Every Person Is A Story: Mimi Pond’s The Customer Is Always Wrong – Review
Mimi Pond’s follow-up to her 2014 book Over Easy, The Customer Is Always Wrong, takes the best parts of the first book and amplifies them. The story of Pond’s stand-in character Madge, an inspiring artist working as a waitress at the colorful Imperial Cafe, takes a bit of a back seat as Pond concentrates on the increasingly bizarre and dangerous lives of her coworkers. Set in Oakland in the early 80s, Pond essentially makes Madge a supporting character and witness to heroin addicts, small-time hustlers, dreamers getting in over their heads with organized crime, family tragedies, the seediest spots in Oakland and much more. It’s raw and sometimes not very pretty, and a lot of the language used at the time in discussing queer and trans people was demeaning despite the fact that those characters were accepted as part of the family at the diner. The diner environment was a true meritocracy: your race or sexual identity was far less important than being able to cook, wait tables and be on time. That said, the diner itself is less a character than a backdrop in this book. In the first book, Madge regarded it with awe, and the melodrama in Over Easy was largely confined to the diner itself. In the second book, it’s just a small part of the Oakland of Madge and the other main character, restaurant manager/poet Lazlo Meringue.
The platonic but emotionally resonant relationship between Madge and Lazlo forms the spine of The Customer Is Always Wrong. The very factors that make up the bulk of the book’s stories–that everyone in Madge’s life is totally out of control in their own crazy narratives–also form the book’s skeletal plot. That craziness forces Madge to reevaluate and reject working in the diner as a romantic adventure and instead pushes her to become much more ambitious as a cartoonist, eventually deciding that she had to save up money to move to New York in order to really follow that dream. All of that is really just an excuse for Pond to up the ante as she tells increasingly crazy stories. All of them are a mixture of funny, frightening and tragic in different measures.
The book begins with Madge’s first major romance, which starts out great and then goes on a rollercoaster–until she realizes that he gets off on breaking up and getting back together. That story turns out to be little more than a side note as a kind of quaint juxtaposition against the stuff that was about to happen. One of the line cooks and the sleazy boyfriend of a waitress become amateur cocaine dealers, and there’s a story about them going to an infamous boutique in order to get new clothes and “serviced” by the women who work there. That results in a valise full of money and cocaine getting stolen in a ridiculous sequence by a violent, jealous boyfriend. That leads to a group of Colombian drug dealers mistaking Madge for her next-door neighbor, a fellow waitress who went out with one of the idiots who lost the money. In a bizarre turn of events after they beat her a bit, they decide not to kill her, in part because they like her cartoons.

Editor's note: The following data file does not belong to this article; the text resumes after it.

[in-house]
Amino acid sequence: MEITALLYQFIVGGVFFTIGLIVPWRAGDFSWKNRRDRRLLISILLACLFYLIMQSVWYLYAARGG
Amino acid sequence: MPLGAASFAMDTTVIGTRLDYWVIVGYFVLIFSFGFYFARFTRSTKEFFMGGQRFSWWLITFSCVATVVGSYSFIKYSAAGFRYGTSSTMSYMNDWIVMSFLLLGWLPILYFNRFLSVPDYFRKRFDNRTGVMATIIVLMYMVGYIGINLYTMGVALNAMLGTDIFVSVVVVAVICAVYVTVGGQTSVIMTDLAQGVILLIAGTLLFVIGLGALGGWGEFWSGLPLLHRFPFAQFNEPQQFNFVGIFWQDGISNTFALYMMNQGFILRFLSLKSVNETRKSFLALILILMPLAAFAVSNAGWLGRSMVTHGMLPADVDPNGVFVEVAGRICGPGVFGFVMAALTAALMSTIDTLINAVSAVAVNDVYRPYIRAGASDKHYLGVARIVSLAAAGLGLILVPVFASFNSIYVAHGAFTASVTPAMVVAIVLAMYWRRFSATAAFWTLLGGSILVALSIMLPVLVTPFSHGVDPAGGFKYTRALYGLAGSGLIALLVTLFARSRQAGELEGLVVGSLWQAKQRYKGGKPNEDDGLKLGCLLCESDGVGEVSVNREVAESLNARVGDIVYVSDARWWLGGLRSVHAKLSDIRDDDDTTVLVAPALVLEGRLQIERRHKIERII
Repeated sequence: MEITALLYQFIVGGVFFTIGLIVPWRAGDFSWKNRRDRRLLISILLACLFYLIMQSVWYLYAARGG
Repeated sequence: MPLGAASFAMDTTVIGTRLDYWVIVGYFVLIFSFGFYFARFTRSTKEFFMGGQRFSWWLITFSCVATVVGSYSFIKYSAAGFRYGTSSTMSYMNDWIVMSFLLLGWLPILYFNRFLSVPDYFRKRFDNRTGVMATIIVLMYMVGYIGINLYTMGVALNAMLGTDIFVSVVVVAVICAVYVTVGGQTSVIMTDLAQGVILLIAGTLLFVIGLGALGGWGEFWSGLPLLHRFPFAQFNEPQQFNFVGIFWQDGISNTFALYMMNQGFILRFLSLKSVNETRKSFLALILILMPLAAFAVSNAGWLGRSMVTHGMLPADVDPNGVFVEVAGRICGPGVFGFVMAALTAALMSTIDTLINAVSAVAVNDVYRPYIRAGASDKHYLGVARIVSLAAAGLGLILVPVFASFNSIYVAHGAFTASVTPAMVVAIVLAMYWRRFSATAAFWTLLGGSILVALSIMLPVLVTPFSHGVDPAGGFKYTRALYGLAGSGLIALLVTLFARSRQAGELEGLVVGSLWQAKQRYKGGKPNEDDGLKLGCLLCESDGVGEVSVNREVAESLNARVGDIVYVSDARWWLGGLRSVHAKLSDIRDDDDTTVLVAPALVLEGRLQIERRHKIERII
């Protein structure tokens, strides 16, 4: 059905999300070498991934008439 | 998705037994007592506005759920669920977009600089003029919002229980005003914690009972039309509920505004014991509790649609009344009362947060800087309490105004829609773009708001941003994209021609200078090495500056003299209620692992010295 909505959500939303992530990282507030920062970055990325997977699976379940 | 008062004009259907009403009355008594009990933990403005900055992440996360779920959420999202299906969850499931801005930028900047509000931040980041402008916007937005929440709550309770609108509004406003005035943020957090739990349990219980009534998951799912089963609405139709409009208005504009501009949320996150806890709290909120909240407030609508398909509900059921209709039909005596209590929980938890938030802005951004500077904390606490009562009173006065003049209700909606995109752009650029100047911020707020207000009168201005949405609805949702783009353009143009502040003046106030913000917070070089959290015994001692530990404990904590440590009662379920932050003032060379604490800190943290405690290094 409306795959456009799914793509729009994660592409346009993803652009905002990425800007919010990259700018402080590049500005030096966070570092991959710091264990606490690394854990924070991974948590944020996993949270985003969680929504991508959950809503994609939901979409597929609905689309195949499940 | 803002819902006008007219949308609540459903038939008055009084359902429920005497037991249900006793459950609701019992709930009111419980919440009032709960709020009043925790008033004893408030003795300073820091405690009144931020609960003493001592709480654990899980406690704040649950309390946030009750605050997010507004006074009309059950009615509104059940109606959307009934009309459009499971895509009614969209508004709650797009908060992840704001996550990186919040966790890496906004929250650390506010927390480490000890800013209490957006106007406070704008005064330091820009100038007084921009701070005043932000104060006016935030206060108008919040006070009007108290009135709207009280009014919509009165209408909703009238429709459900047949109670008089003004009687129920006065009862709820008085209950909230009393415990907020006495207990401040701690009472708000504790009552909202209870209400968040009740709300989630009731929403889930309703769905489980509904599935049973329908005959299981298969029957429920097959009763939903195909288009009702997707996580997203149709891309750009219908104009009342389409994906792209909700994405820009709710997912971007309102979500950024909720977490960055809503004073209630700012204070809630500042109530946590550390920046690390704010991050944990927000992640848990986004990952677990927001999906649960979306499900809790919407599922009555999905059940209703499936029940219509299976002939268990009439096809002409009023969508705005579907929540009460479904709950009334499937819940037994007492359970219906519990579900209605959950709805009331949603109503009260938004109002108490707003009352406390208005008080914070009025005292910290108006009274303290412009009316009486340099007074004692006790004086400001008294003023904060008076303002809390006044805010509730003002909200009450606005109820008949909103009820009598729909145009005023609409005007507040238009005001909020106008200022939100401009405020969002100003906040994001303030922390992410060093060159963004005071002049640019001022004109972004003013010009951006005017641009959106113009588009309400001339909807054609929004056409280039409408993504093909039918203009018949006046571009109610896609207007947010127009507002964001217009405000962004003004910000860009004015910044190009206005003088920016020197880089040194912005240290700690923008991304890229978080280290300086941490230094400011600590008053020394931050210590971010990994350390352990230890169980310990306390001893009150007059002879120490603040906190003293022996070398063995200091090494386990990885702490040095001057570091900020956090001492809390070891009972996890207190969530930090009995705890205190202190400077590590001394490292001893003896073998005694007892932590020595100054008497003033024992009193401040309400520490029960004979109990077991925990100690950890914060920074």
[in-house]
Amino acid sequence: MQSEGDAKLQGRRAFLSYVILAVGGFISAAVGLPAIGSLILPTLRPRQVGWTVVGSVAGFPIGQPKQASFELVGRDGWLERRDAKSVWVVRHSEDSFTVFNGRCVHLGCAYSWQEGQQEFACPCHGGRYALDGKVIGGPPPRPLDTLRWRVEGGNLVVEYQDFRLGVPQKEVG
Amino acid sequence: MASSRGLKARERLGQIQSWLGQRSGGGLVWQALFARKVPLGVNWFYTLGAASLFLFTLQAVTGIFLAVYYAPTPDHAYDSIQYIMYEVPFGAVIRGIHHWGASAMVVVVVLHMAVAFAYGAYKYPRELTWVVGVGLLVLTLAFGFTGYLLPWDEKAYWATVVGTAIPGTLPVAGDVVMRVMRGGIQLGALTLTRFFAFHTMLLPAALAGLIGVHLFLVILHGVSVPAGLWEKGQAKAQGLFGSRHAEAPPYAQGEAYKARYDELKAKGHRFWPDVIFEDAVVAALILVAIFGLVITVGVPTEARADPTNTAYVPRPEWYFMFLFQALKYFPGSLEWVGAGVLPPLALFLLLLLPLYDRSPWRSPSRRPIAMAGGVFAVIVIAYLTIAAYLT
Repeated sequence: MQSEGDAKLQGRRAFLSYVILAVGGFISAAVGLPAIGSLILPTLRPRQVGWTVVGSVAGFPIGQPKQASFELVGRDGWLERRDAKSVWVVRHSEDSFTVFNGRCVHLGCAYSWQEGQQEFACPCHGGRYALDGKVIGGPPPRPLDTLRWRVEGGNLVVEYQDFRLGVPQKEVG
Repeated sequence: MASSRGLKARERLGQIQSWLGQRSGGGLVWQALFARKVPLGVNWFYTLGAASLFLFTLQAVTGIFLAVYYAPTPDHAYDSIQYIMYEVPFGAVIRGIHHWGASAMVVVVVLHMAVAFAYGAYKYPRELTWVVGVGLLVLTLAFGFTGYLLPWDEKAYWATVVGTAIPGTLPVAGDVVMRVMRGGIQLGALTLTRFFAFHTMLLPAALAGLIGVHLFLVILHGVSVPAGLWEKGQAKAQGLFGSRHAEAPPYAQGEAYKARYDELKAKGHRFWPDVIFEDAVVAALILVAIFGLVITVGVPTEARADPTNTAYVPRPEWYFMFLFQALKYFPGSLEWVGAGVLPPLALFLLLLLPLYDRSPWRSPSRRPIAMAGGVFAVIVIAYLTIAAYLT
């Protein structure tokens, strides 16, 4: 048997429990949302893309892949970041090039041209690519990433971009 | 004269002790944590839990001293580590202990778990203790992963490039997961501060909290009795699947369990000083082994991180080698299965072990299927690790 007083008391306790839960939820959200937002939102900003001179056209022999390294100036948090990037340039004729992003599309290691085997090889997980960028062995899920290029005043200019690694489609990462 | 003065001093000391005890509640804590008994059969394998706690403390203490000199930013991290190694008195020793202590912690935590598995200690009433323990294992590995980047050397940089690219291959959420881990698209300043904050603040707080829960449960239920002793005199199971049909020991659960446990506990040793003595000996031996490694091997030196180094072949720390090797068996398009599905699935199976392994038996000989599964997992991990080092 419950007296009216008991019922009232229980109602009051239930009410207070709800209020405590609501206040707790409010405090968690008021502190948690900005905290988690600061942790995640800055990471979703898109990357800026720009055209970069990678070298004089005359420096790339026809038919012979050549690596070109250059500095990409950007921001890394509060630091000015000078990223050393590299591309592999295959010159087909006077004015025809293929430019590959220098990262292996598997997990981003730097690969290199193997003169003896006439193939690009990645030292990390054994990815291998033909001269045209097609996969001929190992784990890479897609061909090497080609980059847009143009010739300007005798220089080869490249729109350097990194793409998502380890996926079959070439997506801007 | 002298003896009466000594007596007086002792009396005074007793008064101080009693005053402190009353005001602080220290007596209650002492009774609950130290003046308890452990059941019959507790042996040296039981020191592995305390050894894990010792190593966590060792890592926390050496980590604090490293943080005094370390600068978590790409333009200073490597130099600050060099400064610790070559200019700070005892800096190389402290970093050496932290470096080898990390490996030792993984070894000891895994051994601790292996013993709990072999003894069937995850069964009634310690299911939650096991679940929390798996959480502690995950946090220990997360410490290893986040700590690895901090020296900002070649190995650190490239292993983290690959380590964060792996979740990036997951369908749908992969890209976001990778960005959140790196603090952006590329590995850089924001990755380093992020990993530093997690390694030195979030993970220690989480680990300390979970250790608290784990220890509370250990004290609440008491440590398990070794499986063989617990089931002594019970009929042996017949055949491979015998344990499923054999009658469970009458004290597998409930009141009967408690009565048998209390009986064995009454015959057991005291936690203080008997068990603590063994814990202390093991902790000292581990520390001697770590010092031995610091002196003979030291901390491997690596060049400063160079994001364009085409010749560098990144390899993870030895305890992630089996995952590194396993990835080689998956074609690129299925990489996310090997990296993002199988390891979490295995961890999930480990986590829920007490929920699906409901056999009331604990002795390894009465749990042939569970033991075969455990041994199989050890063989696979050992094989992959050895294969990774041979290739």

Along the way, another waitress is murdered and a cook is a suspect; Madge picks up a couple of loony art patrons who are oversharers and coke dealers; and Lazlo and Madge go on an epic odyssey through the bowels of Oakland’s night spots in order to find his wayward daughter Persephone. The mythological aspects of this aren’t lost on any of them, especially since Lazlo was a Stanford dropout. Pond has been one of the sharpest comedy writers in popular culture for a long time, and this masterful sequence saw her firing on all cylinders. From being mistaken for a Mafia family princess (and getting deferential treatment) to watching Lazlo weirdly look for a fight in a Latinx bar to negotiating the entirely alien world of an African-American speakeasy where Lazlo rallies and charms his way into what he wants, Pond grounds the craziness into an extension of the central character relationship. The result is a series of vignettes filled with both menace and mirth, reveling in their own dangerous absurdity.